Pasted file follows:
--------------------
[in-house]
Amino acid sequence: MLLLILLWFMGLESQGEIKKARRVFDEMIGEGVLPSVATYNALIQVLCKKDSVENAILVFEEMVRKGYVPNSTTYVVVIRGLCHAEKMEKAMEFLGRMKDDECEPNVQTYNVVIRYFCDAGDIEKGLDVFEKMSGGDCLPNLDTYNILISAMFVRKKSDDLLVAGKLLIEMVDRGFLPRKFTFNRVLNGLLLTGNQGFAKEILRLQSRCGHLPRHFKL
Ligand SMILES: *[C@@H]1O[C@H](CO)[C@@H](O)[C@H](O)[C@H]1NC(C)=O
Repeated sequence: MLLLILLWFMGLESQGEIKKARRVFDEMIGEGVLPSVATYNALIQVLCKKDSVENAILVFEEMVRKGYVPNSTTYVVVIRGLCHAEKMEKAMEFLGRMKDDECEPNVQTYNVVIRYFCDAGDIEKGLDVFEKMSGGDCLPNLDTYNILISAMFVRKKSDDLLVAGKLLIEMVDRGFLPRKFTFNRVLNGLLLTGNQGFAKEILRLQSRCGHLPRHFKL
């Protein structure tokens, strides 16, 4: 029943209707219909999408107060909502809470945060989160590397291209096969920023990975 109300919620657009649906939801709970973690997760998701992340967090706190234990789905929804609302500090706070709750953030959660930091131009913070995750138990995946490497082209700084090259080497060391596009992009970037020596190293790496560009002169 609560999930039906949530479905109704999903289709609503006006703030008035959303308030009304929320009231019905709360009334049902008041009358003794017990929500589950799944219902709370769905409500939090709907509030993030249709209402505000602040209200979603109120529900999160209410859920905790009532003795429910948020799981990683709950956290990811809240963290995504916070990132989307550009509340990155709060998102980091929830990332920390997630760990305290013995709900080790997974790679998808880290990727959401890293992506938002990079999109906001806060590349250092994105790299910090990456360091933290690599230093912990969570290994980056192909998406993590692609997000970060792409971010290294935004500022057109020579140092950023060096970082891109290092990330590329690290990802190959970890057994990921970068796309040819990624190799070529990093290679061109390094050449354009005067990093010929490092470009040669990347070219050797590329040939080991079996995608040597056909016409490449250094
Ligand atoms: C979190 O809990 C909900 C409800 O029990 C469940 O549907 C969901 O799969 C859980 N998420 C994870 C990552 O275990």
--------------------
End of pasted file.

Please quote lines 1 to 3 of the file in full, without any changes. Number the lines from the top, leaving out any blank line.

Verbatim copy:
[in-house]
Amino acid sequence: MLLLILLWFMGLESQGEIKKARRVFDEMIGEGVLPSVATYNALIQVLCKKDSVENAILVFEEMVRKGYVPNSTTYVVVIRGLCHAEKMEKAMEFLGRMKDDECEPNVQTYNVVIRYFCDAGDIEKGLDVFEKMSGGDCLPNLDTYNILISAMFVRKKSDDLLVAGKLLIEMVDRGFLPRKFTFNRVLNGLLLTGNQGFAKEILRLQSRCGHLPRHFKL
Ligand SMILES: *[C@@H]1O[C@H](CO)[C@@H](O)[C@H](O)[C@H]1NC(C)=O